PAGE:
Not so obviously, it is also a story of Exodus. Early in, John links Jesus with Moses (1:17), And he tells a story of Jesus preforming signs that correspond in detail with the signs preformed by Moses in Egypt. Moses turns water to blood; Jesus turns water to wine. Moses brings hail and lightening to Egypt, Jesus calms a storm. In Egypt, locust eat all the grain, but Jesus feeds the 5,000. Moses brings darkness to Egypt, while Jesus brings a blind man from darkness to light. The specific plot of John 9 also retells the story of Exodus. Jesus, the prophet greater then Moses, delivers the man from the Egypt of darkness and sends him through the waters. The man enters the wilderness of trial, temptations, and threat, where the leaders of Israel insist that this new Moses cannot be from God, but the blind man is a faithful Joshua or Caleb, who confesses Jesus with boldness in the face of the giants of the land.

Not so obviously, John 9 is also a story of Genesis…Jesus makes clay to make a man new, and reveals himself as the eternal light who’s light came into the world on the first day and who became incarnate in these last days. Jesus is also the Lord who opens the eyes of the blind man, just as Adam and Eves yes where opened at the tree.

It also a story about the pharisees, a story about Israel’s reaction to Jesus, a story about the mans parents, a story about discipleship…” (141-142)

To be sure, Leithart has some…interesting theories, but to his credit, he points out that some of his speculations may be unfounded, but are interesting to tease out.  As Christians, this is ok. There is a difference between meditating on God’s Word that involves speculation, and preaching something as gospel truth. Hopefully this excerpt helps people see that what they read on the surface of the texts is just the tip of the iceberg. There is so much more that lies underneath.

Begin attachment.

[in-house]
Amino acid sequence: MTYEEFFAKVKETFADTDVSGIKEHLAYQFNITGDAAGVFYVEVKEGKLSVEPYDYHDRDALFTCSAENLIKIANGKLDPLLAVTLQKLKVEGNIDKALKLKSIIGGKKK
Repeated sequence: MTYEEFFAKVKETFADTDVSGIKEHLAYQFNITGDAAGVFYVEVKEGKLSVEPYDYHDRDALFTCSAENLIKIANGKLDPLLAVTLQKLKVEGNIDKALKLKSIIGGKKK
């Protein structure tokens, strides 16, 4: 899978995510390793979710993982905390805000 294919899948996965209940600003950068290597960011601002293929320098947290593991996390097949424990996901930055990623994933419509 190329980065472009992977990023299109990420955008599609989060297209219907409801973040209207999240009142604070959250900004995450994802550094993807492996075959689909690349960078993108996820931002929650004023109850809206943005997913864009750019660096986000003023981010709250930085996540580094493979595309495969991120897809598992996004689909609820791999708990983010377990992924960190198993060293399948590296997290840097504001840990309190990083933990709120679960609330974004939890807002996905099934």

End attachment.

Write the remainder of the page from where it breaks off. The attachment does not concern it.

Leithart names his chapters as such :”The Text is a Husk”, “Texts are Events”, “The Text is a Joke”, “Texts are Music” etc. and just pores out knowledge and analogies that, when reading this book, I was so overwhelmed with information and feelings of ineptitude that I just wanted to go into a corner and shrivel up. But it was like a good work out; you hurt during but feel great afterwards. This book showed my that ironically, I had been reading the Bible for years but had not yet even begun to read it.

So how does one start you may ask? Try something easy. When asked how he knew what to preach on Charles Sprugeon said: “I take a text, and make a bee-line for the cross.” So let me encourage you, take a text and see how it points to Christ. Yes, there is danger of eisegesis (reading things into the text that aren’t there, i.e. inserting your own meaning) but the Bible is so Christo-centric that it is fairly easy to see where the Old Testament is pointing to Christ. Here are some examples to get started: Moses as a type of Jesus, or the Tabernacle and it’s foreshadowing of redemption and it’s picturing of Jesus. The Holy of Holies as the throne room of God and how only priests could go in, so when Christ dies and the veil was torn this was establishing believers as the royal priesthood mentioned in Peter, who all have access to the throne.

So just as the “…blind man is being healed by the the Sent One in the pool of sending, and thereby becomes one sent, a type of apostle. He is plunged into the pool “Sent” by the One Sent, immersed in the Sent One’s sending” (102)  so we are sent to understand the Word. So go forth and seek! No longer may the text be boring!